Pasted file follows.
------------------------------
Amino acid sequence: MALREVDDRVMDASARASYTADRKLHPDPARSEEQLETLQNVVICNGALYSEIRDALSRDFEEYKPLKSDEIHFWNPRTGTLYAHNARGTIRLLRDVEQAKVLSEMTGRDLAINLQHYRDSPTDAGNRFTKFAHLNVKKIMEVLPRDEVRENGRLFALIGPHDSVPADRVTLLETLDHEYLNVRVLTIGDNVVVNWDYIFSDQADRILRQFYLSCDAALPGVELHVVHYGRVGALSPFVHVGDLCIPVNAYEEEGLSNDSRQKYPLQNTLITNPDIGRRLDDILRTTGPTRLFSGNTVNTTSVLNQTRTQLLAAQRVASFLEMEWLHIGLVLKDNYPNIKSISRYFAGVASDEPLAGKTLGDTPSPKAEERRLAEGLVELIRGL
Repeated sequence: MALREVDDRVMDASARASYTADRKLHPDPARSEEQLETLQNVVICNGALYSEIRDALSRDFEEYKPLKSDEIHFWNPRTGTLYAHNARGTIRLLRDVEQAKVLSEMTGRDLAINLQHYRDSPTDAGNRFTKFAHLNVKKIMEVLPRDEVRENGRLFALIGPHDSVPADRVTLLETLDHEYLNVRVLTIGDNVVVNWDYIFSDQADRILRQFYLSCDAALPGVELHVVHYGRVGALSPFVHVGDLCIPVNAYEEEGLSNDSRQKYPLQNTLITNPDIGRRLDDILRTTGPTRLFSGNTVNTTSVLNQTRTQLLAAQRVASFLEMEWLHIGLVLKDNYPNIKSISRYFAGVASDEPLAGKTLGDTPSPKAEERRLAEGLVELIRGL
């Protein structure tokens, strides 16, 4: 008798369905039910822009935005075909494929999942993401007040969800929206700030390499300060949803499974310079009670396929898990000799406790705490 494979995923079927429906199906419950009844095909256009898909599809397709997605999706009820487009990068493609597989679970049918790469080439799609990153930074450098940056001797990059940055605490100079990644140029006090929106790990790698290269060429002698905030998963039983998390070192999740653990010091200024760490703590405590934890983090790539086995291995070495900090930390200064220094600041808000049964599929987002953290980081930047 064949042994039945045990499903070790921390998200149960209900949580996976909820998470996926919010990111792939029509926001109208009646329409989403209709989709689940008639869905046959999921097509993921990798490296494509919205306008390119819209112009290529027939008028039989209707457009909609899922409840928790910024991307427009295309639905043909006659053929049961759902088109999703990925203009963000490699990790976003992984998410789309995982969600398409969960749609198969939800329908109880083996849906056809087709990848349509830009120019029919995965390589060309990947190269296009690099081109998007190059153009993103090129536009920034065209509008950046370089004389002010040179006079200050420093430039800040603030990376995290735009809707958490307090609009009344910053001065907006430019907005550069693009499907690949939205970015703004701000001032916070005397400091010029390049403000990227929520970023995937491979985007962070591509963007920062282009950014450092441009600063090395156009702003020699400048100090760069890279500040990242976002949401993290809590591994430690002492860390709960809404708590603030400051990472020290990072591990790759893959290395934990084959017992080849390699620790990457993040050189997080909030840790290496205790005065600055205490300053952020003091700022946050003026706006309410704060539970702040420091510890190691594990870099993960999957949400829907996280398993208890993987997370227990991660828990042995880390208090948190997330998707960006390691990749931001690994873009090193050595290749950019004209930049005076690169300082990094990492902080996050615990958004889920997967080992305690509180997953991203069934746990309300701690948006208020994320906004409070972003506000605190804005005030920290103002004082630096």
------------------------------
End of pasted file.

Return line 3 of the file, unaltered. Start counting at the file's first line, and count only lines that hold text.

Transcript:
């Protein structure tokens, strides 16, 4: 008798369905039910822009935005075909494929999942993401007040969800929206700030390499300060949803499974310079009670396929898990000799406790705490 494979995923079927429906199906419950009844095909256009898909599809397709997605999706009820487009990068493609597989679970049918790469080439799609990153930074450098940056001797990059940055605490100079990644140029006090929106790990790698290269060429002698905030998963039983998390070192999740653990010091200024760490703590405590934890983090790539086995291995070495900090930390200064220094600041808000049964599929987002953290980081930047 064949042994039945045990499903070790921390998200149960209900949580996976909820998470996926919010990111792939029509926001109208009646329409989403209709989709689940008639869905046959999921097509993921990798490296494509919205306008390119819209112009290529027939008028039989209707457009909609899922409840928790910024991307427009295309639905043909006659053929049961759902088109999703990925203009963000490699990790976003992984998410789309995982969600398409969960749609198969939800329908109880083996849906056809087709990848349509830009120019029919995965390589060309990947190269296009690099081109998007190059153009993103090129536009920034065209509008950046370089004389002010040179006079200050420093430039800040603030990376995290735009809707958490307090609009009344910053001065907006430019907005550069693009499907690949939205970015703004701000001032916070005397400091010029390049403000990227929520970023995937491979985007962070591509963007920062282009950014450092441009600063090395156009702003020699400048100090760069890279500040990242976002949401993290809590591994430690002492860390709960809404708590603030400051990472020290990072591990790759893959290395934990084959017992080849390699620790990457993040050189997080909030840790290496205790005065600055205490300053952020003091700022946050003026706006309410704060539970702040420091510890190691594990870099993960999957949400829907996280398993208890993987997370227990991660828990042995880390208090948190997330998707960006390691990749931001690994873009090193050595290749950019004209930049005076690169300082990094990492902080996050615990958004889920997967080992305690509180997953991203069934746990309300701690948006208020994320906004409070972003506000605190804005005030920290103002004082630096």